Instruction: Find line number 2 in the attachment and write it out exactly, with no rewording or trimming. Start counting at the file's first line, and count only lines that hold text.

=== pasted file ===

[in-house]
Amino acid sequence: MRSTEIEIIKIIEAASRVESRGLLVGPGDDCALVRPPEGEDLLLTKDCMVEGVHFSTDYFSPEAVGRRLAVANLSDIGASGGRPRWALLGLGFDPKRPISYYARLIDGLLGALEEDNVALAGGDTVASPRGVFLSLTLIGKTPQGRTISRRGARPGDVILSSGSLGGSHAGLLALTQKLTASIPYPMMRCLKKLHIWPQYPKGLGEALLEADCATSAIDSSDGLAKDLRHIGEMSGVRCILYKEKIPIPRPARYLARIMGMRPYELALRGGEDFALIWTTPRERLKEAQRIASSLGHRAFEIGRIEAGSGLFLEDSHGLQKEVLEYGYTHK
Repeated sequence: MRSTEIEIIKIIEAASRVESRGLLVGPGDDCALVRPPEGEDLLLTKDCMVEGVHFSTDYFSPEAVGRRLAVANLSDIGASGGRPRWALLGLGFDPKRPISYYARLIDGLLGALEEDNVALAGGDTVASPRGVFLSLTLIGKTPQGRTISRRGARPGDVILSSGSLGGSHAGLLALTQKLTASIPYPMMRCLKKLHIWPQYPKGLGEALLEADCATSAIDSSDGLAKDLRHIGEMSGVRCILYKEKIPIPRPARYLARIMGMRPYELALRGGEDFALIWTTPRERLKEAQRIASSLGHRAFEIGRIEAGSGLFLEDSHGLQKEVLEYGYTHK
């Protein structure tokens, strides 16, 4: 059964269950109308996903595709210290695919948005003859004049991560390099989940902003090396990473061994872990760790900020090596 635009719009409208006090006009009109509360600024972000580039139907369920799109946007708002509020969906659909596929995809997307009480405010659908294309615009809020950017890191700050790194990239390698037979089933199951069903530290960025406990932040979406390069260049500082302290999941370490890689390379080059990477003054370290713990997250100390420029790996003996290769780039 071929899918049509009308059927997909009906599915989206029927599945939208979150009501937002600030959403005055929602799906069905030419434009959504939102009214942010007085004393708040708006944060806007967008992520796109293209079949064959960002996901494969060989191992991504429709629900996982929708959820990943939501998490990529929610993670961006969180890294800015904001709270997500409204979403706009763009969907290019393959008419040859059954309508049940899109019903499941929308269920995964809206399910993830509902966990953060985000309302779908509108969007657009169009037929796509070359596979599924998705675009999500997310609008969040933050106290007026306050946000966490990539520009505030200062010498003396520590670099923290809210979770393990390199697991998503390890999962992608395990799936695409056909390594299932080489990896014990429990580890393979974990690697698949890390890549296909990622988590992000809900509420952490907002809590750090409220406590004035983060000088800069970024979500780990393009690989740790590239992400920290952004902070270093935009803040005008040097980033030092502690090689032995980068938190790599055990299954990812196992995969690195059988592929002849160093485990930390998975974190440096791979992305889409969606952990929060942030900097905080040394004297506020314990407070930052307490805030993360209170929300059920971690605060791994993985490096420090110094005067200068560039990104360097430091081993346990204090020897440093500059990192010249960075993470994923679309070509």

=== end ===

Amino acid sequence: MRSTEIEIIKIIEAASRVESRGLLVGPGDDCALVRPPEGEDLLLTKDCMVEGVHFSTDYFSPEAVGRRLAVANLSDIGASGGRPRWALLGLGFDPKRPISYYARLIDGLLGALEEDNVALAGGDTVASPRGVFLSLTLIGKTPQGRTISRRGARPGDVILSSGSLGGSHAGLLALTQKLTASIPYPMMRCLKKLHIWPQYPKGLGEALLEADCATSAIDSSDGLAKDLRHIGEMSGVRCILYKEKIPIPRPARYLARIMGMRPYELALRGGEDFALIWTTPRERLKEAQRIASSLGHRAFEIGRIEAGSGLFLEDSHGLQKEVLEYGYTHK